• Drastically reduce redundancies in staff and other expenses
  • Close underperforming branches
  • Cut his own $354K annual compensation
  • Knock out NPAs, stubbornly holding at a high water mark of 6%
  • And, sell the bank to a more skilled operator
In short, Chevis Swetman could still leave a positive legacy here. The work to do is clear, the bank has good prospects for a sale, and at 66, he's still young enough to make a difference pursuing another calling. Let's hope he cares enough about people to do right by Peoples.
Sources

Exchange Bank, Santa Rosa, CA (EXSR)

A Case of a Bank and a Trust


Exchange Bank is a good buy you can trust to do good in more ways than one. I can't name a single other billion dollar bank in the country with ROA above 1% and ROE above 10% that still trades at a discount to book value. In the next three years, I expect EXSR will trade above its pre-Great Recession high of $153.72 per share, so I'm buying while the stock is still cheap.

And I feel darn good about it, because making money right along with me will be the Frank P. and Polly O'Meara Doyle Trust, which owns 51% of the bank and has been using its own dividends to fund thousands of scholarships for Santa Rosa Junior College students since 1950.

Disclosure: As of this posting, I own shares of EXSR and may subsequently either dispose of them or purchase more.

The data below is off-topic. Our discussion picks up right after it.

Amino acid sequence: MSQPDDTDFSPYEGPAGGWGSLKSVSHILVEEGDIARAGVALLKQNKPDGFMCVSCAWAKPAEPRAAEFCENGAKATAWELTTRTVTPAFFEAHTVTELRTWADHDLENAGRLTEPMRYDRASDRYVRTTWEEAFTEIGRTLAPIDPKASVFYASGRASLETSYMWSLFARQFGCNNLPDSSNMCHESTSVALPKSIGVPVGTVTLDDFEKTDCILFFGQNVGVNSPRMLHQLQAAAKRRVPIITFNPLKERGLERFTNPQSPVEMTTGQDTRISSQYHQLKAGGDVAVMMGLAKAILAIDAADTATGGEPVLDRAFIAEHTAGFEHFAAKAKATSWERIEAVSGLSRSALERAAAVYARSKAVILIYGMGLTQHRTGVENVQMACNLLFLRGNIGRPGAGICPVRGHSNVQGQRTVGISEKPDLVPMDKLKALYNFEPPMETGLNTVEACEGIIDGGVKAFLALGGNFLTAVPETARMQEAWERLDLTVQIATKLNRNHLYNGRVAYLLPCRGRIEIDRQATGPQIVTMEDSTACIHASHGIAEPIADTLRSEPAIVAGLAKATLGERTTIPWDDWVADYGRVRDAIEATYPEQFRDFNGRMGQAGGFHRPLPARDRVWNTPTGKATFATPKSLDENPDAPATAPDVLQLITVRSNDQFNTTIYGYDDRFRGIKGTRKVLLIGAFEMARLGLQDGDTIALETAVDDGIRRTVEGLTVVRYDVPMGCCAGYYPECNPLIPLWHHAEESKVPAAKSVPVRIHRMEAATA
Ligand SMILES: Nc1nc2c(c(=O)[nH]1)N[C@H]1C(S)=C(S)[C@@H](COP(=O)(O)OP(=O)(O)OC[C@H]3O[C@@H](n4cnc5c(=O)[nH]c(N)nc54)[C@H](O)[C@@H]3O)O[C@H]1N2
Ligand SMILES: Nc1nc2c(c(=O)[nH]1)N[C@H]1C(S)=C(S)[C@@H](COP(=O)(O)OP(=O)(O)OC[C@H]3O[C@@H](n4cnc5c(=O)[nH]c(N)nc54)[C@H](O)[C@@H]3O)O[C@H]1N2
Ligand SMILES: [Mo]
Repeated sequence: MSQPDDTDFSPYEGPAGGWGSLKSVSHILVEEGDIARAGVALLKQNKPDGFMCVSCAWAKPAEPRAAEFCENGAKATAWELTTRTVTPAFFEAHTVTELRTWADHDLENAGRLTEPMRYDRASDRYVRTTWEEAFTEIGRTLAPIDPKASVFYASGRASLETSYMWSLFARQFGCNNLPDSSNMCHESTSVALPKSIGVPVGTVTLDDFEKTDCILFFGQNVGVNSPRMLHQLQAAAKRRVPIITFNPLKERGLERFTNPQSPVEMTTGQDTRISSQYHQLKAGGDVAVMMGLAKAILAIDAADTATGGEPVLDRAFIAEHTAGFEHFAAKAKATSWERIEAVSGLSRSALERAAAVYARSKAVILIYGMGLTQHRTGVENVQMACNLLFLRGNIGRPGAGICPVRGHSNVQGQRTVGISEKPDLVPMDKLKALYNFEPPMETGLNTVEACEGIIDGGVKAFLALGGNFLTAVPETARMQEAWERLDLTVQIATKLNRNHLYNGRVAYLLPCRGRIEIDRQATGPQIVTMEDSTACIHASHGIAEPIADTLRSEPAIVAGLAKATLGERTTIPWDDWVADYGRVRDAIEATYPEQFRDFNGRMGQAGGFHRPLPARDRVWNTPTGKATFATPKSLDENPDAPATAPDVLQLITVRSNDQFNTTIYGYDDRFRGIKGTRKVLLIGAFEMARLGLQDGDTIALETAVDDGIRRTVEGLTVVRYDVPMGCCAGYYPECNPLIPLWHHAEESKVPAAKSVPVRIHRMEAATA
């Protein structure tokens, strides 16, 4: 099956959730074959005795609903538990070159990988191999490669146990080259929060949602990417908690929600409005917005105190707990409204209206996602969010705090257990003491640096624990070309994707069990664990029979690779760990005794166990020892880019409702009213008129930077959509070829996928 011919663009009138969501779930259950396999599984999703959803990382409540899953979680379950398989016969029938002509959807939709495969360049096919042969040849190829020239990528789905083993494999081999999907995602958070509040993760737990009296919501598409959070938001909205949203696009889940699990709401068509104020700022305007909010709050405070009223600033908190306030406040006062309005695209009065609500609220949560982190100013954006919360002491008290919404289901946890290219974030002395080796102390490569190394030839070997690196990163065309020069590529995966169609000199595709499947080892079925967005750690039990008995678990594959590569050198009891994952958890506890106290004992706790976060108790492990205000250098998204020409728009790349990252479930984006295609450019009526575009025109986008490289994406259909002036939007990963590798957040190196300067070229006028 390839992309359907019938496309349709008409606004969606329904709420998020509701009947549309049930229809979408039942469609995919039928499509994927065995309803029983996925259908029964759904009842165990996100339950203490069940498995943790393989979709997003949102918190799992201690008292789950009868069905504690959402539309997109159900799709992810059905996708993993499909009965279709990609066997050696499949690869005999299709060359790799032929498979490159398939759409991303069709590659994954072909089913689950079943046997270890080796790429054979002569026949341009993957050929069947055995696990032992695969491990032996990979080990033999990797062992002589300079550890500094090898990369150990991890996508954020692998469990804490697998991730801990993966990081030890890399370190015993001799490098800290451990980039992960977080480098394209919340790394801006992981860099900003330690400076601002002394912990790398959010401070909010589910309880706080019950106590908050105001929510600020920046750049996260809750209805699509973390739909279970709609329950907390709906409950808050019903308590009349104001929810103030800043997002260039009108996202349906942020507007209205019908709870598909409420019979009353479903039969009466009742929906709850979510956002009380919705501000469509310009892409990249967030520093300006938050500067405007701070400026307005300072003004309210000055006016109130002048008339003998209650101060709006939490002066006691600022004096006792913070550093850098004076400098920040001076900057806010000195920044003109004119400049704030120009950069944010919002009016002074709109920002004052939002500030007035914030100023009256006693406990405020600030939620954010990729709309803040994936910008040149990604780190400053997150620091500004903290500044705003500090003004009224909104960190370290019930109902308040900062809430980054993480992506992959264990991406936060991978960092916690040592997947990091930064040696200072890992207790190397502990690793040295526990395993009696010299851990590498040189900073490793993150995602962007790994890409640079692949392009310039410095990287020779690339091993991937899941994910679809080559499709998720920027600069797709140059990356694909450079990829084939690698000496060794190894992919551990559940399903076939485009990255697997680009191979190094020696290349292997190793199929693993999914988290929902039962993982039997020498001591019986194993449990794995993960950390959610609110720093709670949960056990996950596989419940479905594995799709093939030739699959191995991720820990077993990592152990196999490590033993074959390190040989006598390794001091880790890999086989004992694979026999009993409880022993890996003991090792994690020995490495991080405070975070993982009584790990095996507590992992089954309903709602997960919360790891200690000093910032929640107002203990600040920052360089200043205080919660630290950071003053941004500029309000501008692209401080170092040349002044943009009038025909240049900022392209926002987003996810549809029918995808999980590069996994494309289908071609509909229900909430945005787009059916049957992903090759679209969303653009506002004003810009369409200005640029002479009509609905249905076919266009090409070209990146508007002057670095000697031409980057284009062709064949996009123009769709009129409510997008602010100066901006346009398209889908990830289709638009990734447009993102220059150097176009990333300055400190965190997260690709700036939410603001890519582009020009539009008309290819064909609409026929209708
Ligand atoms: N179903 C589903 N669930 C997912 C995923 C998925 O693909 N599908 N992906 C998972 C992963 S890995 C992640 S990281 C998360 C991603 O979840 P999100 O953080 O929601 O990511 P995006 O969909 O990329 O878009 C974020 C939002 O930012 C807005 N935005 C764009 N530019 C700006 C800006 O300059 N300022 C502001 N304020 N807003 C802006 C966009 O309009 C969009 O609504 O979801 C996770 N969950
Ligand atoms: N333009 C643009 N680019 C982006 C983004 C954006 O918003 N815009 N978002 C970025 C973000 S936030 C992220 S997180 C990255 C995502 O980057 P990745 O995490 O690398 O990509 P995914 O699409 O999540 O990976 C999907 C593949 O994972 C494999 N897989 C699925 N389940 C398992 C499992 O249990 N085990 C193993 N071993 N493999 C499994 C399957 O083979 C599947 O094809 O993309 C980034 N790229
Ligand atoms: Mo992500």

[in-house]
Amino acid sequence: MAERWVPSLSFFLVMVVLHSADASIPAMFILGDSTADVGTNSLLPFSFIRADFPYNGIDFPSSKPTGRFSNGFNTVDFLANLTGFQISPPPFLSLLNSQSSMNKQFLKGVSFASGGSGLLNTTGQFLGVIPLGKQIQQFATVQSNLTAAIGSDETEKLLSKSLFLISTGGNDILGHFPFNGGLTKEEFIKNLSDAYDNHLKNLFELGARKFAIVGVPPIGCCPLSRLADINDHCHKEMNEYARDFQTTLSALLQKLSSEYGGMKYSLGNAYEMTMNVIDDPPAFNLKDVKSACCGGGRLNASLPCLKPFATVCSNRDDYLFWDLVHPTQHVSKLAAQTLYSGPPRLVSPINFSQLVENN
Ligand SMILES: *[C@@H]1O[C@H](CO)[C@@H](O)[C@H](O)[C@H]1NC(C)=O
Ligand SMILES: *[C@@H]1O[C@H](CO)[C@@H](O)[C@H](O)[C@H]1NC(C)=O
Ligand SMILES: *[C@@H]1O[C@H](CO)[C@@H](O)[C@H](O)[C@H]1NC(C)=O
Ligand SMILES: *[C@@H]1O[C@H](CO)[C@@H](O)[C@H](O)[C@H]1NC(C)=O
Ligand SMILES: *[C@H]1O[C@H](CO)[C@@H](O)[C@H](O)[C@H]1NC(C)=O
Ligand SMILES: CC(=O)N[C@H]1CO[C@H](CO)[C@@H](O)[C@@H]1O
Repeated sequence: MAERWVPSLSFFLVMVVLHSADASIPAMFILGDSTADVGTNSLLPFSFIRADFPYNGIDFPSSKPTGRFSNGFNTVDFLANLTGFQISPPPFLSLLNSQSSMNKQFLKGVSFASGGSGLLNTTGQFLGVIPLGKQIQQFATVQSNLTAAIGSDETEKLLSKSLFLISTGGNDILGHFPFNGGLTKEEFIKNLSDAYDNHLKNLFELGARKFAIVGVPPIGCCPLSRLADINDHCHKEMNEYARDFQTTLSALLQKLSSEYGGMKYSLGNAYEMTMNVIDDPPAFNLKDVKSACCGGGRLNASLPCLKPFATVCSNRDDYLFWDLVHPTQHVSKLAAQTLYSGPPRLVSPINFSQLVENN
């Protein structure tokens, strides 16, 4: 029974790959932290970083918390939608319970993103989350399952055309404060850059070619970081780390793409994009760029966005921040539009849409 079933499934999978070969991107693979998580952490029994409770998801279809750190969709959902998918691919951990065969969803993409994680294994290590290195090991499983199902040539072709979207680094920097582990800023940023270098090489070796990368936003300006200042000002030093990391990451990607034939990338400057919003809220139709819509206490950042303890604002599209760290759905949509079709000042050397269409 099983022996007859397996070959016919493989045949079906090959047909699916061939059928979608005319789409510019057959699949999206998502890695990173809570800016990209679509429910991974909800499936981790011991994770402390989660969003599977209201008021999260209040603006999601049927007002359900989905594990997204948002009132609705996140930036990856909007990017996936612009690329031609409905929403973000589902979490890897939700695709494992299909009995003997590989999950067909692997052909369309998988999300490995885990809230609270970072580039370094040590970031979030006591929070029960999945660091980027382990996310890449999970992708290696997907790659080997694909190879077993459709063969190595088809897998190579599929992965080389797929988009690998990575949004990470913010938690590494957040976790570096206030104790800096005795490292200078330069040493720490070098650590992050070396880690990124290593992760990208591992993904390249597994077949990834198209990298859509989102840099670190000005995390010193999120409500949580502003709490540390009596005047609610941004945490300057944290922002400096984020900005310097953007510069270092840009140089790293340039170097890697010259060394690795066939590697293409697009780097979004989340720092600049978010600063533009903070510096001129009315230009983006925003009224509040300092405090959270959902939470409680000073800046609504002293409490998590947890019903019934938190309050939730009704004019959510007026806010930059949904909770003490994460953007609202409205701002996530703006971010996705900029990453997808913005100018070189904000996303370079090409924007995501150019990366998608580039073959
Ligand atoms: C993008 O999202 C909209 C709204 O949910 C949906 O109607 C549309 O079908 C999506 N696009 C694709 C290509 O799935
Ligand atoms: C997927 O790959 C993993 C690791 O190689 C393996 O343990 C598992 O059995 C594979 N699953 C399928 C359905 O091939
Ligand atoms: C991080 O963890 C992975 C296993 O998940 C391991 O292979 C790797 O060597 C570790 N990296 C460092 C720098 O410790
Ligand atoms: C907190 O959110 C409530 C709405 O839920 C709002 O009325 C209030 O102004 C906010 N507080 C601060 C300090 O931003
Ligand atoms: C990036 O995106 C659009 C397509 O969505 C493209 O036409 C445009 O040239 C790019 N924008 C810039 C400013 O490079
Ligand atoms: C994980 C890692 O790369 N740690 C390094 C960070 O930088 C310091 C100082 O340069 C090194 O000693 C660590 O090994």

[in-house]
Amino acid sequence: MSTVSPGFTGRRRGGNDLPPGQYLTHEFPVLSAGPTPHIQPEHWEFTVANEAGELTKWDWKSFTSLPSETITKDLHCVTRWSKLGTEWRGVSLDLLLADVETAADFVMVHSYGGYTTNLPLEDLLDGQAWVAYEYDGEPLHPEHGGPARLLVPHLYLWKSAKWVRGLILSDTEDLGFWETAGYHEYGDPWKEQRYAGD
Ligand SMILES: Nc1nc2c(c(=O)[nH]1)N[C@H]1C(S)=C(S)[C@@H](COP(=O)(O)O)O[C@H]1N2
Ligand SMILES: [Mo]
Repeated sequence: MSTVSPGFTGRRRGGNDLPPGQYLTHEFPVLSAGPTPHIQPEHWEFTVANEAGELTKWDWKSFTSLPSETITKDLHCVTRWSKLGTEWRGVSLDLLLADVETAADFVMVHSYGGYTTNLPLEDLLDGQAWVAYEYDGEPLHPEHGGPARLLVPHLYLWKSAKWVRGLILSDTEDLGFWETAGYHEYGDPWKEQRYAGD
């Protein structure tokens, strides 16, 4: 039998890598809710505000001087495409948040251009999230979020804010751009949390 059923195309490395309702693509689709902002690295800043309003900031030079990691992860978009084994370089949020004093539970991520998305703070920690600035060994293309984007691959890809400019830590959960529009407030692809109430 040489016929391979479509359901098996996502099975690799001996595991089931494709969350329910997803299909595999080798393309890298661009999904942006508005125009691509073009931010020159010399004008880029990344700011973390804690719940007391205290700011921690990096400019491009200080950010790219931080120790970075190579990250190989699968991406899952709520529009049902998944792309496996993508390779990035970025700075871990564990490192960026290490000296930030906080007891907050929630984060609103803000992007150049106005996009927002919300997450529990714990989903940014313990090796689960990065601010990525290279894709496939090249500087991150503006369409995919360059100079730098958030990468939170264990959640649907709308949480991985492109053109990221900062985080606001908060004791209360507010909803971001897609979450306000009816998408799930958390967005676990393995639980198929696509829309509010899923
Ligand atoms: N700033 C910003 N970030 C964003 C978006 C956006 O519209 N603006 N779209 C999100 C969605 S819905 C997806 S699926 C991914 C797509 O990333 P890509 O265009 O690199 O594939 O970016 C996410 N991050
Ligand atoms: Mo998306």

Prospective Buyers
Exchange Bank would be an appealing addition to these three institutions operating in the neighborhood, but since I'm a stand for the bank staying independent, I'll just leave it at that.
Rabobank, Netherlands (RABO, on Netherlands Exchange)
Umpqua Holdings, Portland, OR (UMPQ)
Westamerica Bancorp, San Rafael, CA (WABC)
Financial Snapshot
as of 03/31/2015

Total assets:
$1.9B
Tangible book value per share:
$96.72
NPAs to assets:
2.95%
Price to book:
86.3%
Market cap:
$143.1M
Dividend yield:
2.6%
Trailing 12-month return on assets:
1.03%
Trailing 12-month return on equity:
11.8%
TARP:
$0*
*Redeemed $43M July 26, 2012 
Luminaries
William R. Schrader, Chairman
Gary Hartwick, President and CEO
Greg Zahn, Executive VP and CFO
Gold Stars
Exchange Bank of Santa Rosa, CA has done plenty to earn the trust of its community and shareholders. In particular, it merits a nice row of Gold Stars for: